In this week’s recap, U.S. stocks were lower again this week with an ominous note, after a broad technology-sector selloff, sending the major U.S. stock indexes sharply lower & Treasury yields logging declines, not seen since some of the worst days of the pandemic last year. European shares fell on Friday, heading lower after a downturn in U.S. stocks on a tech slide & fears around the Omicron coronavirus variant hitting economic recovery. Chinese tech stocks in Hong Kong plunged after ride-hailing giant Didi announced Friday, that it will begin taking steps to delist from the U.S. NYSE.
The era of big Chinese companies heading to the U.S. to raise money may be coming to an end. Ride-hailing firm DiDi Global, the “Uber of China,” said it plans to delist its shares from the New York Stock Exchange in preference for Hong Kong, likely at the behest of China’s government in Beijing. Shares in New York are already -44% down the IPO price from late June. The stock fell over -17% on Friday, on the news to $6.45. The stock is down -28.88% in the last 3 months, on a market cap of $37.62B.
Bitcoin prices fell sharply early Saturday by almost 20%. In the past 24 hours, 410,000 cryptocurrency accounts have been liquidated for a total of $2.6 billion (the largest liquidation was $27 million). Ether lost more than -14% in the last 24 hours, to a low near $3,500. The drop is related to turbulent trading since the omicron variant Covid appeared.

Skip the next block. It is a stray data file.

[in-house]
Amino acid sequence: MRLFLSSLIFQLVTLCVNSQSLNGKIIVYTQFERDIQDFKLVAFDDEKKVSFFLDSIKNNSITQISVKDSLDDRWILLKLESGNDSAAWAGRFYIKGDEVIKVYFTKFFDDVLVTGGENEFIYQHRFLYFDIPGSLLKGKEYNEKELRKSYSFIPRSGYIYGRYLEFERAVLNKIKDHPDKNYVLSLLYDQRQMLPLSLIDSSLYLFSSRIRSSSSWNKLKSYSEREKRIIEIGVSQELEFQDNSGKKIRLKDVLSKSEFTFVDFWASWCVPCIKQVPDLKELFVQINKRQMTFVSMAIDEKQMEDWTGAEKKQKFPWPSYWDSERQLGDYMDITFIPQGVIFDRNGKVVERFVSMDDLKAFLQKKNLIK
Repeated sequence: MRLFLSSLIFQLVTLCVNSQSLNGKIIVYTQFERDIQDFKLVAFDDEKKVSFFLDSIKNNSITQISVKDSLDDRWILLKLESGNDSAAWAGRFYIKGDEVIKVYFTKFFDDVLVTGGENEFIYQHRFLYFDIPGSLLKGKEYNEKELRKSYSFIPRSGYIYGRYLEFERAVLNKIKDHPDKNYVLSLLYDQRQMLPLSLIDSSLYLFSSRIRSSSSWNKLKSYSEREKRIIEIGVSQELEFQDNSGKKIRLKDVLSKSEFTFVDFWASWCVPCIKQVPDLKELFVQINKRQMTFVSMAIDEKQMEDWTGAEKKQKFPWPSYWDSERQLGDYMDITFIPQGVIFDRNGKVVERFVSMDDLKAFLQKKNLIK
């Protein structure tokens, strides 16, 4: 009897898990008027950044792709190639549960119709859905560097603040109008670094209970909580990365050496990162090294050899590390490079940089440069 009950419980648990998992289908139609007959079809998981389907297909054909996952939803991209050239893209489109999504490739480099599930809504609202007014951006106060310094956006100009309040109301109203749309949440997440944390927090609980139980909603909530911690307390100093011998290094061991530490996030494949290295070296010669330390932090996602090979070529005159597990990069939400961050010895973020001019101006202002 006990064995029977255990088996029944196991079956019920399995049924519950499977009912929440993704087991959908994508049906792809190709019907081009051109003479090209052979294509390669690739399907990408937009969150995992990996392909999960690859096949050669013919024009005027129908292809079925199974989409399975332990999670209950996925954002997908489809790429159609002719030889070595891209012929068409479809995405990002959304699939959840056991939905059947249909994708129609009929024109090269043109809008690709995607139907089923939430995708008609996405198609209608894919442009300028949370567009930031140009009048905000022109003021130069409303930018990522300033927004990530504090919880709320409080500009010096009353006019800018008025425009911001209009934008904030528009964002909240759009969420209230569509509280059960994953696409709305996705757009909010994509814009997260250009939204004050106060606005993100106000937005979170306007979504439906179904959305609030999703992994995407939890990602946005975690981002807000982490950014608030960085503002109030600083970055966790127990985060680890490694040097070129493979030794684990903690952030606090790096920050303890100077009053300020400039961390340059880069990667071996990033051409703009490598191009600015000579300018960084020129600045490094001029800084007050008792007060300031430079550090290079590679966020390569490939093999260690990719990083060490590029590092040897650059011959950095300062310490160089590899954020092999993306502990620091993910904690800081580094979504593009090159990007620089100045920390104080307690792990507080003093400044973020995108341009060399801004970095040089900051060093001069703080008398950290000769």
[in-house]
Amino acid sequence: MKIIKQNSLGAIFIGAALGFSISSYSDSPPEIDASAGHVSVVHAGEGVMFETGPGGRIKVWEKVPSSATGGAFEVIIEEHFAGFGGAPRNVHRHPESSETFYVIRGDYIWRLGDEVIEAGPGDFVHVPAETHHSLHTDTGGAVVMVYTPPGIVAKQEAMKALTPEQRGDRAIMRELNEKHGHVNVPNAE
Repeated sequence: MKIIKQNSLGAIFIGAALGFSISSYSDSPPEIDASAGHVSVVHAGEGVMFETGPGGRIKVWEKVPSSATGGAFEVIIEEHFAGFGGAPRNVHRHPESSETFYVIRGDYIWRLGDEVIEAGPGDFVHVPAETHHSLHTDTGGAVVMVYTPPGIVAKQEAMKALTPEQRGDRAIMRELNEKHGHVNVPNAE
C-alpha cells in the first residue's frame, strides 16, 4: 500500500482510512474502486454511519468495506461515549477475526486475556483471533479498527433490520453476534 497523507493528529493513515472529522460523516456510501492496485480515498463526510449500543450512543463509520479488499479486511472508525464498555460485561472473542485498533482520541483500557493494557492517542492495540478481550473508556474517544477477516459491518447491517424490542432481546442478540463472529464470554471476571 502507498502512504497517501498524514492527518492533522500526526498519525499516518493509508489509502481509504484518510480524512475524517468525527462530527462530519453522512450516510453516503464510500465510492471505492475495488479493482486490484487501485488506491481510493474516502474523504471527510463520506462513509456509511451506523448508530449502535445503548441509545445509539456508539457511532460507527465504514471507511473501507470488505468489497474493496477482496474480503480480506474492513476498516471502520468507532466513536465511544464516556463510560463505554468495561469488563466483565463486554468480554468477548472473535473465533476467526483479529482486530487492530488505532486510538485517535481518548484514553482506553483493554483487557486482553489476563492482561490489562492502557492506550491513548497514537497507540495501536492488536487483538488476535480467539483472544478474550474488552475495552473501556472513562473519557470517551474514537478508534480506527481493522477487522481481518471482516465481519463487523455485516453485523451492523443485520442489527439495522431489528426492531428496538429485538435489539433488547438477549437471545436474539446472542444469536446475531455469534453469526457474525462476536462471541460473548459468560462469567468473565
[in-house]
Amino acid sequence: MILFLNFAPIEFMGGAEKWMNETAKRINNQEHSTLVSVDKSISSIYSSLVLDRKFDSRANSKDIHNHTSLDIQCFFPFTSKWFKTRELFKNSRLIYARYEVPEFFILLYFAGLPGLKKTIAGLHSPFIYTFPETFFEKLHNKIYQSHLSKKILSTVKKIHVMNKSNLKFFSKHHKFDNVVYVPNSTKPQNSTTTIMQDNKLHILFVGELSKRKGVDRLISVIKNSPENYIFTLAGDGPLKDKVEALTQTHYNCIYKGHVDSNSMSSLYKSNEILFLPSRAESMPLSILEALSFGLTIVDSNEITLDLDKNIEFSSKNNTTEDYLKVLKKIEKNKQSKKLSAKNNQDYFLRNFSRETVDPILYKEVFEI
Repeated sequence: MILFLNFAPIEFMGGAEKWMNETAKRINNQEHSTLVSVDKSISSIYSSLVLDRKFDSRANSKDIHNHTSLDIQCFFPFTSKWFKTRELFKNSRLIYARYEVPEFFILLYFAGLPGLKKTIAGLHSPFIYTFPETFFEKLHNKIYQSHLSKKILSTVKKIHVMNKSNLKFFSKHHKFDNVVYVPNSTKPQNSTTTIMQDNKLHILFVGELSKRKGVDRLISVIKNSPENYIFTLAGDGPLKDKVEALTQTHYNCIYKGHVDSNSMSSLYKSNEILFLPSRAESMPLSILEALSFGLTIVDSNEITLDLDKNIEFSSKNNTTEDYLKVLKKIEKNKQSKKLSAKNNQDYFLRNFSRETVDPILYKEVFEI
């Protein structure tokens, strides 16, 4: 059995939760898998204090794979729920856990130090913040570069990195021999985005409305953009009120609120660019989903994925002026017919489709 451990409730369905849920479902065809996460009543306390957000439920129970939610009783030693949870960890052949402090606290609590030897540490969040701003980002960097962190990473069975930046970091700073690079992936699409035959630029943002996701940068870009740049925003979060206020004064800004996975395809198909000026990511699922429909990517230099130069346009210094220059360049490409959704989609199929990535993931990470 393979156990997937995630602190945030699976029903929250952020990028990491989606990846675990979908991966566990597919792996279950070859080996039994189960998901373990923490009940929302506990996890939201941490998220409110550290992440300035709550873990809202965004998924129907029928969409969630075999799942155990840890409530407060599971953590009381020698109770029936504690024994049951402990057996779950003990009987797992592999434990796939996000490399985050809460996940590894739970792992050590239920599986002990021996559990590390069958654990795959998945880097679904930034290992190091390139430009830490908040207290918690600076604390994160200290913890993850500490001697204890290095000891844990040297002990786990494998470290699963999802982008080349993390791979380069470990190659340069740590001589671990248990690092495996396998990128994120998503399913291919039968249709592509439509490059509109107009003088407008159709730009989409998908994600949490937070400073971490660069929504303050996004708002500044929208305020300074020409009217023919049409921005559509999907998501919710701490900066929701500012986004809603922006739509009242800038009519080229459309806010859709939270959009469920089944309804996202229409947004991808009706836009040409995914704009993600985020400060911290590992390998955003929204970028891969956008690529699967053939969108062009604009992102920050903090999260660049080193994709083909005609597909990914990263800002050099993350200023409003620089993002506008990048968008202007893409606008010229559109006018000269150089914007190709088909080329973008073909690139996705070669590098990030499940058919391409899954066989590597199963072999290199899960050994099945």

South Korea’s Hyundai putting more money into electric vehicles & robotics. Another important part is to transform the company from a conventional carmaker to embracing hydrogen-based technology, but the lack of hydrogen refueling stations & maintenance costs for parts are huge. Hyundai is the only global car firm besides Japan’s Toyota Motor Corp. to have made a large investment in hydrogen, pledging to have all of its new commercial vehicles run on either batteries or hydrogen fuel cells by 2028.
The U.S. Congress passed a bill on Thursday to keep the federal government funded until Feb. 18; the U.S. economy added 210K jobs in November, far below economists’ expectations; the CBOE Volatility Index or “VIX,” surged to 31.12 on Wednesday; Australia’s October trade surplus was 11.22B Australian dollars ($7.97B U.S.); global Food prices high all-time high; Singapore increased its gold reserves by about +20% earlier this year; consumer prices across 19 countries in the Eurozone are rising at a record rate; Musk warns SpaceX employees risk of bankruptcy if Starship engine crisis isn’t fixed; Barbados woke up Tuesday as a republic.